Mini machines make massive money at microcar museum sale

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The much-hyped no-reserve sale of the Bruce Weiner microcar collection lived up to its billing with a raft of extraordinary and World Record prices racked up over two days in Georgia, USA.

As well as a wealth of memorabilia, almost 200 mini machines, some so obscure that they made normally leftfield cars look mainstream, went under the hammer at the RM event.

The auction house clearly had high hopes, having created a hardback book as a catalogue and built a dedicated website for the Microcar Museum collection.

Its efforts were rewarded with some astonishing results.

When a 1959 Messerschmitt KR200 Sport (48171) raised $80,000 on the hammer it was just the start of the madness.

That was soon followed by a 1964 Peel P50 crashing through the $100,000 mark and tripling its pre-sale estimate at $105k. The following day a 1966 Trident (below) would fall just short of six figures at $90,000.

One of our favourite lots from the first date was the one-of-three 1957 Jurisch Motoplan Prototype (above), but even that made $90,000, $20k more than the rather better known 1957 Voisin Biscooter C31.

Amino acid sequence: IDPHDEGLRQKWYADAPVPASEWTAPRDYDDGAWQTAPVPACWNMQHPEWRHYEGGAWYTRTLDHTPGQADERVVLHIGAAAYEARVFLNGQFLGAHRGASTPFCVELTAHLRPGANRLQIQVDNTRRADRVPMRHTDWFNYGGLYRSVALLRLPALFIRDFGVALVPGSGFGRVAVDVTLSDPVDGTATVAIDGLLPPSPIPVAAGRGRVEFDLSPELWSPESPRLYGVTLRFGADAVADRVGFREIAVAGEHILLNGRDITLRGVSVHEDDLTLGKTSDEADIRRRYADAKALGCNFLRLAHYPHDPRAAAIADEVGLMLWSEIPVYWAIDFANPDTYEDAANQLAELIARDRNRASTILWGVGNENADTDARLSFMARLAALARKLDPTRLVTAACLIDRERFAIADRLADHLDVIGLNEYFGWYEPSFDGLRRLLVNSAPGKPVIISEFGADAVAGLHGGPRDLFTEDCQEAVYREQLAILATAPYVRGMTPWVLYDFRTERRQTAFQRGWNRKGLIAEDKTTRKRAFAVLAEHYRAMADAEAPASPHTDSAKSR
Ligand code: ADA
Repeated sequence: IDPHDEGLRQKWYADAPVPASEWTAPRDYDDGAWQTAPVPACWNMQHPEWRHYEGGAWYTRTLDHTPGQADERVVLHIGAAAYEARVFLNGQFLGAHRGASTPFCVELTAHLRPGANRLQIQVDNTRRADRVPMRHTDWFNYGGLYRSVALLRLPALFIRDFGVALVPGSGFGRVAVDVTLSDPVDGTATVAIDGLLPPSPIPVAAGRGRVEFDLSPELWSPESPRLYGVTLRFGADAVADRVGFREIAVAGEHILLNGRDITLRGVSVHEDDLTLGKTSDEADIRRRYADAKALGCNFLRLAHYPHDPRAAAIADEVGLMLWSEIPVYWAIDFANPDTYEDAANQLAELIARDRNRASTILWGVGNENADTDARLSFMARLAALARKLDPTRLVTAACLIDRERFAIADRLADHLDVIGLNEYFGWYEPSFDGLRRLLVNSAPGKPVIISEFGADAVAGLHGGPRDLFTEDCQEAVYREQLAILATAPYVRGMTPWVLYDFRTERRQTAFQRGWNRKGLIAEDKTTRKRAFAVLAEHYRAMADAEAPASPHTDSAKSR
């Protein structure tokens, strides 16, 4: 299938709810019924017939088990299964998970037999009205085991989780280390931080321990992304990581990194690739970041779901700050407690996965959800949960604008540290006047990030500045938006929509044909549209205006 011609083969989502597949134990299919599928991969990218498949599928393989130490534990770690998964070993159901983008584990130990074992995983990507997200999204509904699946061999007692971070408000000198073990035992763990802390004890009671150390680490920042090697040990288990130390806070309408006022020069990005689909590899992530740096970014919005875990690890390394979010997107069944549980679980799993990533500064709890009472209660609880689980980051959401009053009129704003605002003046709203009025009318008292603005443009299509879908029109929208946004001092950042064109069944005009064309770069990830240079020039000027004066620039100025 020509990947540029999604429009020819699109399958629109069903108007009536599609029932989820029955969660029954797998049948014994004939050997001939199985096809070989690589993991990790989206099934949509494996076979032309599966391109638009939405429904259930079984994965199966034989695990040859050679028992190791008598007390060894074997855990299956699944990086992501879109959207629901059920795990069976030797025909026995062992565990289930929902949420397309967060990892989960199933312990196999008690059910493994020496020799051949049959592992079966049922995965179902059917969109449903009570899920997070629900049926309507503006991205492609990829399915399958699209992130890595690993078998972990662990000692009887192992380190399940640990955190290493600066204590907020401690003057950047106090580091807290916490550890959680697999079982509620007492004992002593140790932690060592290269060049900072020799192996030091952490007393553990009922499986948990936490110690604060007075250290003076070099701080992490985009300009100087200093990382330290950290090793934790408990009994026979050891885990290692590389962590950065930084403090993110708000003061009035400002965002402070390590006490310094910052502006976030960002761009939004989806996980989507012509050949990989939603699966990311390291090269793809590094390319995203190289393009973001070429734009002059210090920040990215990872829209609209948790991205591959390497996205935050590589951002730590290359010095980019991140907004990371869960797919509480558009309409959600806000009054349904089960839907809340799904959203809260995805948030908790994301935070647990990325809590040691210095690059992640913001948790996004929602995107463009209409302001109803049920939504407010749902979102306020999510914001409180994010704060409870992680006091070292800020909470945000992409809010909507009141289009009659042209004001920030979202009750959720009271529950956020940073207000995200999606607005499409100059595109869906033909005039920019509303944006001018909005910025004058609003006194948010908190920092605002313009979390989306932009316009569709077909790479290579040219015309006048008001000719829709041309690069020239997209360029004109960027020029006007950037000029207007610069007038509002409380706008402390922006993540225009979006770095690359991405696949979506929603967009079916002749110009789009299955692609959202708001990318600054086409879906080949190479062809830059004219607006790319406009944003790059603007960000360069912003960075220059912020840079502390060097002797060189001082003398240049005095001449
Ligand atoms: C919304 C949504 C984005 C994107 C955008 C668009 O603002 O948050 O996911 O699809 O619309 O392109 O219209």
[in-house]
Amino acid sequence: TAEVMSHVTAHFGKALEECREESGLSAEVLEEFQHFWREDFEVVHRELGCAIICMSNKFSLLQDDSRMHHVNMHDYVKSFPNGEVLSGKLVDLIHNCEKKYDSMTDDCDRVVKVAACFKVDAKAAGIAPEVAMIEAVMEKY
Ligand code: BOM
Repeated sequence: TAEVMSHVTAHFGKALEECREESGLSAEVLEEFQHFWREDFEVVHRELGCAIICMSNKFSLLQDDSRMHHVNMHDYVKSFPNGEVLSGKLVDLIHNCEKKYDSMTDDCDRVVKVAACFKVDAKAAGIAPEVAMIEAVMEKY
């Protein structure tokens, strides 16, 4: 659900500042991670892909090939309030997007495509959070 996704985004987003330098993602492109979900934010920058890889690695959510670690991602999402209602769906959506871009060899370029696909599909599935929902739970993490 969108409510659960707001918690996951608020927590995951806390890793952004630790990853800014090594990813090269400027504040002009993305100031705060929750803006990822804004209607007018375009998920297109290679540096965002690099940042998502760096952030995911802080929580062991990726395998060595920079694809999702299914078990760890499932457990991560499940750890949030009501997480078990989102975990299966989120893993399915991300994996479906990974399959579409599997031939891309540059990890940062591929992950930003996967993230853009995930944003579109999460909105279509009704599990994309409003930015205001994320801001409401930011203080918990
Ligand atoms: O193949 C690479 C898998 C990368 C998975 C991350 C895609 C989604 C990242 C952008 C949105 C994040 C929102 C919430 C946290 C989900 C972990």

All of which made a mere $50k shelled out for a 1959 Frisky Family Three look rather a bargain!

Normal service was soon resumed when a 1959 BMW 600 made $80,000.

Top seller on Friday 15 February was the 1959 Goggomobil TL-400 Transporter pick-up in Coca Cola livery that sparked a bidding war and eventually settled at $120,000.

The frenzy continued on Saturday when $75k was raised by a 1961 Isetta police car and $85k was bid on a 1957 Isettacarro pick-up.

Estimates kept being trounced when an immaculate 1956 Messerschmitt KR200 made $60,000 and another Goggomobil van – this time a 1963 TL-250 in Dubble Bubble livery – topped $115,000.

At $80,000, the much vaunted 1959 Isetta Whatta Drag was one of few lots that didn't smash expectations, though. Given the way things were going, we were also surprised by the comparatively sane $66k raised by the 1953 Fuldamobil N-2.

Other huge prices included the $150,000 paid for the 1958 'Pez' Goggomobile TL-400 transporter and the $110k forked out for the 1955 Fuji Cabin (below).

Another estimate-tripler was the '55 Inter 175A Berline that made an incredible $140,000 while a 1955 KR200 with celebrity history ended on $100k.

Second most expensive car over the two days was a 1951 Reyonnah (below) that was rapidly bid to $160,000.

All were dwarfed for the sale's top-seller, however, which nearly doubled its already healthy $150,000 estimate.

In the end a whopping $280,000 was bid for the 1958 FMR Tg500 Tiger (main image and below), a World Record for any microcar.

Based on a Messerschmitt KR200, the four-wheeler four-speed two-stroke Tiger had a top speed of touching 80mph and is one of only 320 built.

Comments

Zagato

Aahh, aren't they cute though? Great photos too. Now where did I put that Heinkel? I'm sure I saw it down the back of the sofa...

Zagato

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